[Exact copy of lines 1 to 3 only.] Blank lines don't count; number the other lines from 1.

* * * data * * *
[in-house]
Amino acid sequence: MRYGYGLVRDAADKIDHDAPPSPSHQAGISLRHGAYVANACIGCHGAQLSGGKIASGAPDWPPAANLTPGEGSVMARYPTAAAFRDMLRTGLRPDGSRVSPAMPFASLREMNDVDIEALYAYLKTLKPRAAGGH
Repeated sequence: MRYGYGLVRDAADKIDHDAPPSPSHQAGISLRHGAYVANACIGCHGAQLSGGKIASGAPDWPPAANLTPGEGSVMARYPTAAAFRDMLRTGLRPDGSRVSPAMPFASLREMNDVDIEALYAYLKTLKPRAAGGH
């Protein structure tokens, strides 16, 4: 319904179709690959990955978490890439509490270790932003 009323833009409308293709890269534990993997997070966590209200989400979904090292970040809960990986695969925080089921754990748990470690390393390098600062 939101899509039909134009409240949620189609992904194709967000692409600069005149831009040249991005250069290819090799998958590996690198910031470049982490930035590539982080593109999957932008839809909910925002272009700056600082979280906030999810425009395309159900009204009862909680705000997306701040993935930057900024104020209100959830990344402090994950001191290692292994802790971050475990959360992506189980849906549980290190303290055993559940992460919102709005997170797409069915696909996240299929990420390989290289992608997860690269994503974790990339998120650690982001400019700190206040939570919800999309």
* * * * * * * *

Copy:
[in-house]
Amino acid sequence: MRYGYGLVRDAADKIDHDAPPSPSHQAGISLRHGAYVANACIGCHGAQLSGGKIASGAPDWPPAANLTPGEGSVMARYPTAAAFRDMLRTGLRPDGSRVSPAMPFASLREMNDVDIEALYAYLKTLKPRAAGGH
Repeated sequence: MRYGYGLVRDAADKIDHDAPPSPSHQAGISLRHGAYVANACIGCHGAQLSGGKIASGAPDWPPAANLTPGEGSVMARYPTAAAFRDMLRTGLRPDGSRVSPAMPFASLREMNDVDIEALYAYLKTLKPRAAGGH